Developers were putting the finishing touches on the new Wolfenstein game when things suddenly got a little too real.

"We never expected to see actual Nazis marching in America," says Jens Matthies, the game's creative director.

"That's been pretty shocking."

Matthies is talking about the Charlottesville race riots that saw one person killed and more than 30 reportedly injured when white nationalists clashed with protesters over the removal of a Confederate statue in the Virginian city.


The outburst of race-based violence also sparked racism claims against American president Donald Trump when he made a vague public statement that failed to denounce white supremists and seemed to place blame on both sides.

The violence erupted just as Matthies and his Sweden-based team were hitting their deadline on The New Colossus, the follow-up to 2014's highly rated The New Order and the eighth instalment of the ultra-violent franchise.

Released this Friday, the R16 game imagines a future in which America is under Nazi occupation. Playing as hardened war vet B J Blazkowicz, the returning star of the series, your job is to try and free America from Nazi rule.

No one was more shocked than Matthies when Charlottesville happened, making Wolfenstein's made-up historical events all-too relevant.

"It's a little strange," he says. "We don't make the game for it to be a social commentary. We want it to be as timeless as possible and stand on its own feet in terms of its artistic merit."

But Charlottesville also made Wolfenstein much more of a political statement than it's meant to be. Not that Matthies is trying to cover up exactly what Wolfenstein is.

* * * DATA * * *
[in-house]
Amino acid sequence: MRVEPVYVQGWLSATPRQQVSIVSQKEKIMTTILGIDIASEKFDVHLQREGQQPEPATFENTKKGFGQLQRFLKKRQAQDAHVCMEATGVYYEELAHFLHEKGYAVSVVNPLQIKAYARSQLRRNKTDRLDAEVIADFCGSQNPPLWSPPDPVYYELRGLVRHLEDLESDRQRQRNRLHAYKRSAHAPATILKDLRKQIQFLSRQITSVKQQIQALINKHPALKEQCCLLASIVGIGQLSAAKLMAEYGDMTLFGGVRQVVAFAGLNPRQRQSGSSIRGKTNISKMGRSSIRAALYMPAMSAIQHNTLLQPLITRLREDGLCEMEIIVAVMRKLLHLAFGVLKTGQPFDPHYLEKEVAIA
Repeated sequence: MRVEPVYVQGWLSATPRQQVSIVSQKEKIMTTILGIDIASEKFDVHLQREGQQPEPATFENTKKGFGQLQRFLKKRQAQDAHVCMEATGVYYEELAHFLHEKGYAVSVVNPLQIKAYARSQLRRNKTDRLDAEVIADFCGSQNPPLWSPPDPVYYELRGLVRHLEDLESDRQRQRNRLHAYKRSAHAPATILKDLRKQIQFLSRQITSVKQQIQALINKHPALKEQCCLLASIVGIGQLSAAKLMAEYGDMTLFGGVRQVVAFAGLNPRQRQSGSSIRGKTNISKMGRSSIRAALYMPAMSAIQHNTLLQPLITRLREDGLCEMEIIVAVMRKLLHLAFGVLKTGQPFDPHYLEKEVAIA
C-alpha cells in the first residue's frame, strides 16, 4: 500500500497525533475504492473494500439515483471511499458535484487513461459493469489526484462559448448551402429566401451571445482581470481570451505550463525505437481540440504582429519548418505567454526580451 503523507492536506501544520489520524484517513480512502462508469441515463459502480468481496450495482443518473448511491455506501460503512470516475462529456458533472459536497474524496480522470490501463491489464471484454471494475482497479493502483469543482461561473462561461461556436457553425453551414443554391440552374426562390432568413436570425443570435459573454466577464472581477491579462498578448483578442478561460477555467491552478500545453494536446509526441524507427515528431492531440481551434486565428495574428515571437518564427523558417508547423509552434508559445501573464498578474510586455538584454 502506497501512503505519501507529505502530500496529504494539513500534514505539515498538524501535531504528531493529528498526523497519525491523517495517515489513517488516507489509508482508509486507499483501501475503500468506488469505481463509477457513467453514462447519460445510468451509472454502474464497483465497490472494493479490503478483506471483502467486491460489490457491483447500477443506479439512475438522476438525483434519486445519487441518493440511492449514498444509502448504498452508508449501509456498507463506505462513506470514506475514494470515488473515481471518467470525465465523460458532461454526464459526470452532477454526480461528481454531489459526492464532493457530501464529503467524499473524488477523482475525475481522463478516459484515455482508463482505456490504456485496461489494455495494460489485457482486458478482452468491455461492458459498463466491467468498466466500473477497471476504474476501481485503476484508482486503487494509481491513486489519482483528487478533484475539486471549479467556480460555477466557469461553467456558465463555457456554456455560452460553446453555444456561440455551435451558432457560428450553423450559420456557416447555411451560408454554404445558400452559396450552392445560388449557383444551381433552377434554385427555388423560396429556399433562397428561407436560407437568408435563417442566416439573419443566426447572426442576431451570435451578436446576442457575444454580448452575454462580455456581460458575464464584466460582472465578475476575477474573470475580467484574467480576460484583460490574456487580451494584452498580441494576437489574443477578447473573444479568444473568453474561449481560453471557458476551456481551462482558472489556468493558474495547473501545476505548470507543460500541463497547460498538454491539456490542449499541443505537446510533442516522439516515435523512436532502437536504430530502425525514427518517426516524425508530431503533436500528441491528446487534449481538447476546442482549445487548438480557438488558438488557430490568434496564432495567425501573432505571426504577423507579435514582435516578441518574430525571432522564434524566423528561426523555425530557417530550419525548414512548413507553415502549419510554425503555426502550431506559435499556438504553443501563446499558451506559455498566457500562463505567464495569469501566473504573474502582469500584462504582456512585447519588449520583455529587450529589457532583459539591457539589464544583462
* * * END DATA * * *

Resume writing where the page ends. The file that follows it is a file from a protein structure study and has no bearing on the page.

"We didn't want to shy away from what Nazi ideology is really about. Even though the game is very over-the-top and there's a lot of crazy things happening in it, it's still fundamentally political, and it has to be that way for it to be a proper Wolfenstein game."

At this point, the Wolfenstein series has moved far beyond anything that could have been imagined when 1992's Wolfenstein 3D became the biggest first-person shooter on the market.

But Matthies says that now-ancient game is still a reference point, and a visit to their development studios would reveal producers still play Wolfenstein 3D on a regular basis.

"That's our primary reference point because we wanted to capture what made that game great and honour that legacy, with today's tool and today's computing power and the type of experience we have today."

The New Colossus is a bigger game, says Matthies, with a more expansive, open world to explore. He advises players "take your time, explore and see everything that the game has in store".

It's also more violent. Matthies admits that MachineGames don't bother censoring themselves when it comes to the game's blood-splattered mayhem and says they never feel they've crossed a line in terms of gore.

"We feel it's incredibly important for the game to feel like a Wolfenstein game to not self-censor ourselves," he says.

"You want it to be quite gory when you annihilate Nazis, right? We never really look for ways of paring that back."

And he believes they've topped themselves this time around.

"I don't think anyone's prepared for what's coming when they play the full game."

What: Wolfenstein: The New Colossus
When: Released October 27
Platforms: Playstation 4, Xbox One
Rating: R16